Objectives: The Chudley-McCullough Syndrome (CMS) is a rare autosomal-recessively inherited disorder caused by mutations in the GPSM2 gene, characterised by deafness and brain anomalies. The purpose of this paper is to report about a case of cochlear implant (CI) procedure in a subject affected by CMS. Methods: A 31-year-old subject affected by CMS referred to our centre requiring an evaluation for a CI, as the results with her hearing aids, which she had been using since she was 2-years-old, were unsatisfactory. A profound bilateral sensorineural hearing loss was pointed out. Pure tone audiometry in free field with hearing aids and speech perception results were poor. The subject was counselled about the surgical procedure and the surgery was performed with no complications. Results: The cochlear implant was switched on 22 days after surgery and the subject began speech therapy training. After 1 year, hearing and speech perception results were satisfactory. The hearing threshold in free field with the CI was around 30 dB, and the open set speech perception score reached 55% in silence. Conclusions: The reported case demonstrates that CI is a feasible and safe procedure in subjects with CMS. Furthermore, since satisfactory hearing and speech perception results were achieved we recognise that cochlear implant should be considered the best option for hearing restoration in subjects with CMS and profound sensorineural hearing loss.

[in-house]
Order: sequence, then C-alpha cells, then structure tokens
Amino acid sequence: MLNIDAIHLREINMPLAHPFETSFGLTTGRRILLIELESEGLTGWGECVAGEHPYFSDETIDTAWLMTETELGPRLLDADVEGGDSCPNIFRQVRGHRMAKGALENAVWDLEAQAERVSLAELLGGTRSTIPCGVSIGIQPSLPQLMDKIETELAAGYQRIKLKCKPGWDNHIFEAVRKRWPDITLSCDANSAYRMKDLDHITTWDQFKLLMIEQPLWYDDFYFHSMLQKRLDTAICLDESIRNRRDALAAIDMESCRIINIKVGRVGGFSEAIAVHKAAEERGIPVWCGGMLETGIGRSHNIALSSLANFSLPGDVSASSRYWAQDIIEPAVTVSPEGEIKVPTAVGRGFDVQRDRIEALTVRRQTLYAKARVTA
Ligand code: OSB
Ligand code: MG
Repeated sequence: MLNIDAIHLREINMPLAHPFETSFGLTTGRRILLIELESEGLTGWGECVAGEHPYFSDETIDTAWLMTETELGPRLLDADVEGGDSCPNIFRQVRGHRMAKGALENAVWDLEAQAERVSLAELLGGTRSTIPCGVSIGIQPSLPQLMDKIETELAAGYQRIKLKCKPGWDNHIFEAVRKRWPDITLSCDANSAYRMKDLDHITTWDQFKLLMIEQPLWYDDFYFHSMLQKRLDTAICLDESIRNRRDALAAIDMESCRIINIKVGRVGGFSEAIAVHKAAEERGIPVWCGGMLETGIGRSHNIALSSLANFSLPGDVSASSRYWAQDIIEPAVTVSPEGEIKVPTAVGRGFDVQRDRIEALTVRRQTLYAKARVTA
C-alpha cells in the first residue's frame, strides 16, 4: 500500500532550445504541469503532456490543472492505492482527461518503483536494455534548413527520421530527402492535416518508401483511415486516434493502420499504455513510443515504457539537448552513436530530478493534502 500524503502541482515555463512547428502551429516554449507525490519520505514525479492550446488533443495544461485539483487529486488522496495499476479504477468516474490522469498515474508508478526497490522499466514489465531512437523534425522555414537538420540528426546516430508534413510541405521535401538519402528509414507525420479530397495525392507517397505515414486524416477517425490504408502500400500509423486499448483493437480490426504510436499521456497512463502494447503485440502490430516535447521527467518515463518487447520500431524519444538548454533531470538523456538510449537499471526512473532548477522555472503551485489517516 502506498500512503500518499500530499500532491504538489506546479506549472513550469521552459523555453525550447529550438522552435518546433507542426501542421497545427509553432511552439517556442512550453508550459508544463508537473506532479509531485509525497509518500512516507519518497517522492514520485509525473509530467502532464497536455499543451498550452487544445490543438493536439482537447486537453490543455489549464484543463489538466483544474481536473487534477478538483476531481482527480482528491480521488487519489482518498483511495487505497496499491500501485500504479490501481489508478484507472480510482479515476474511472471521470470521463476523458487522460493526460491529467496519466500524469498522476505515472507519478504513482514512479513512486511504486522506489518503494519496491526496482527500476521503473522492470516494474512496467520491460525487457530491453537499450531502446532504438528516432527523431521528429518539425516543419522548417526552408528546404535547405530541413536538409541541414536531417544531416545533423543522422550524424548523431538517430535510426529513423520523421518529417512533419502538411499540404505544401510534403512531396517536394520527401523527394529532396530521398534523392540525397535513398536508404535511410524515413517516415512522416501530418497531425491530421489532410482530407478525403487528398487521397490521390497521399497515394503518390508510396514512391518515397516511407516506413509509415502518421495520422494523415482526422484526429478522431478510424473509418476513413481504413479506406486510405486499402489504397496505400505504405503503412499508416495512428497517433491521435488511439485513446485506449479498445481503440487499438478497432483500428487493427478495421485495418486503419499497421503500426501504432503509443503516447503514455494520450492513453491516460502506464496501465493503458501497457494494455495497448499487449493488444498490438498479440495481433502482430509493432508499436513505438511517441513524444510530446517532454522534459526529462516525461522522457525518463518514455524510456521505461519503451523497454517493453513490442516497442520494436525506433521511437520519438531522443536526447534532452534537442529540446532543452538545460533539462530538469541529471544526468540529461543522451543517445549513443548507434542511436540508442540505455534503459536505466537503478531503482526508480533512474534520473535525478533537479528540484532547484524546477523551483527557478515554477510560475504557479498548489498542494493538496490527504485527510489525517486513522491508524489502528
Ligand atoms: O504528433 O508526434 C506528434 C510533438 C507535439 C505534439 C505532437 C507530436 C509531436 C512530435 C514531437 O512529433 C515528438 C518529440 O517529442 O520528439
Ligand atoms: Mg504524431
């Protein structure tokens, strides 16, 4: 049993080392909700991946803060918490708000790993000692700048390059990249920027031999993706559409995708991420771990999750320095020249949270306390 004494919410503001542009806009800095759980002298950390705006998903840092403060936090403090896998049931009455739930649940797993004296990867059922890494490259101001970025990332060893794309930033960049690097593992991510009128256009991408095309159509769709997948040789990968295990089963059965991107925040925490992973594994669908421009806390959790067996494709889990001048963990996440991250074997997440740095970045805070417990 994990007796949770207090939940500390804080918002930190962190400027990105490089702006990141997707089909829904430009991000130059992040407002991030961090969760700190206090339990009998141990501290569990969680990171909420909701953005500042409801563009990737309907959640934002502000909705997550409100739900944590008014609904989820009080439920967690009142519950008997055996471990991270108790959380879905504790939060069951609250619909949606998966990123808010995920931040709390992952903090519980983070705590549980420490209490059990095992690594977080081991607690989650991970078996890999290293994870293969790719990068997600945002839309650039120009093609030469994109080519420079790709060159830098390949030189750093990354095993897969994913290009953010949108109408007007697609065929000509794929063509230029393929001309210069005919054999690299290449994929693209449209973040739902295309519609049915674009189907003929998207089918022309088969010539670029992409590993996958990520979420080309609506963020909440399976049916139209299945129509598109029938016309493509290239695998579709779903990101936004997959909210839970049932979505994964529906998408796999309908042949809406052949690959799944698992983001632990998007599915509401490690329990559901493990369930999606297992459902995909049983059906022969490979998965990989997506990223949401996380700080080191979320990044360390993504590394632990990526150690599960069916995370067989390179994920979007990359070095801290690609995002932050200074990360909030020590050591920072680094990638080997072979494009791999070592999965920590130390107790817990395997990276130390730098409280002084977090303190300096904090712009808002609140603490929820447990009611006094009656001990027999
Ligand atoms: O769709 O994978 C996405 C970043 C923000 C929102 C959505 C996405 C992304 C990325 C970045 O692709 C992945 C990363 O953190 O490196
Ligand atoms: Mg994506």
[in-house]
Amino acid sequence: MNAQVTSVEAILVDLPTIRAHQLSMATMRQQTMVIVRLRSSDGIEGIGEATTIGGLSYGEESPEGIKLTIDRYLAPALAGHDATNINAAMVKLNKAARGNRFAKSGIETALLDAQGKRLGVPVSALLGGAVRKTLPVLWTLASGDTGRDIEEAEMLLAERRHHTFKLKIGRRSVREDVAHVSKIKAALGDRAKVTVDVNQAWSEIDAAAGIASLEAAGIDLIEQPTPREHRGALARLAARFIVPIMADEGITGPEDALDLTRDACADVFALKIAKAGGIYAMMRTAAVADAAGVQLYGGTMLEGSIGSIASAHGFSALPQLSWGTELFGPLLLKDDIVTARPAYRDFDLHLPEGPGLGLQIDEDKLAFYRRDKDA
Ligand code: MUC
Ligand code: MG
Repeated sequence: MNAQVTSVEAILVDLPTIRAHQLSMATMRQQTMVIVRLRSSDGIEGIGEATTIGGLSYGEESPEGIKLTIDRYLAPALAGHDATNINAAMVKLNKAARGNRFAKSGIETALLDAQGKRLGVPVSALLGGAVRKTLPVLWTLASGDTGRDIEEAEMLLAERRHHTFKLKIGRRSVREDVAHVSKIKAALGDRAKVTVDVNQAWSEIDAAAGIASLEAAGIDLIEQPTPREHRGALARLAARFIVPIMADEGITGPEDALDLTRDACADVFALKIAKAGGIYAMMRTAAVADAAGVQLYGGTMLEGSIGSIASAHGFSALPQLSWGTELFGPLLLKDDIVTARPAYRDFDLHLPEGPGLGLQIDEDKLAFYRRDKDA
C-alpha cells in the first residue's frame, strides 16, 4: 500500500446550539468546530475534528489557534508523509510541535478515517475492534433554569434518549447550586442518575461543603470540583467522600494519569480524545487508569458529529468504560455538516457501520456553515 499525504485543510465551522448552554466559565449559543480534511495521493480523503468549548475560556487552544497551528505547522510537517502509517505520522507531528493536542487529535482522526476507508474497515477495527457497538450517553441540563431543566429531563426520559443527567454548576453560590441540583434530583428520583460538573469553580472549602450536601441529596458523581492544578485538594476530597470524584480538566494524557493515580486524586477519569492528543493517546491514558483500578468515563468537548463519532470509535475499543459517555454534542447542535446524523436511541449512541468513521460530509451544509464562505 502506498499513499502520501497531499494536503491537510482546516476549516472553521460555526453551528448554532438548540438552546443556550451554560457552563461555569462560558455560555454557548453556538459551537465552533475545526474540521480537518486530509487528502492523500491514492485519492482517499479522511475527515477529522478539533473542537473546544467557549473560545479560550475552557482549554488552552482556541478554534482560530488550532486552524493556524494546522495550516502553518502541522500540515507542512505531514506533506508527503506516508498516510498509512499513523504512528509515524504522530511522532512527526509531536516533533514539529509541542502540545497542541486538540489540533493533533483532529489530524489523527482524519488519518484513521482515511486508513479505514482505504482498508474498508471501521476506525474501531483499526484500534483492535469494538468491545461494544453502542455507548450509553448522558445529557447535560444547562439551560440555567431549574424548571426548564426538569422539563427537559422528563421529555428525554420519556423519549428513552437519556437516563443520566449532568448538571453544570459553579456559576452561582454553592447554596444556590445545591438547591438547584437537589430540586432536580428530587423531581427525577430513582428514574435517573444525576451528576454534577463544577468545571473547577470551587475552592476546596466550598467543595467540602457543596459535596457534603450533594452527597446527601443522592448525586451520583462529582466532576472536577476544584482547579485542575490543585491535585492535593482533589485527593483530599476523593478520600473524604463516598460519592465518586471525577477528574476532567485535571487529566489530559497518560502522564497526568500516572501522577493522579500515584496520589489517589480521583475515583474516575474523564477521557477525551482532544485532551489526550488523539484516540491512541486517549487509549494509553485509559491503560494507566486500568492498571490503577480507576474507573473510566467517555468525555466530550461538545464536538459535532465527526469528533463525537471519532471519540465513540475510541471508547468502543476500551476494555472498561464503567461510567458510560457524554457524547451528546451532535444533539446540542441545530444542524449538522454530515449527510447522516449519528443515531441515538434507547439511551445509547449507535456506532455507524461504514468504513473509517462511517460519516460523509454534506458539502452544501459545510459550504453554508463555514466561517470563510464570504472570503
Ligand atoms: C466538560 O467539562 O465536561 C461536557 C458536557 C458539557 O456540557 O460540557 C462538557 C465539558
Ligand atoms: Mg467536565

Keywords: Chudley-McCullough Syndrome; Cochlear Implant; Profound Sensorineural Hearing Loss.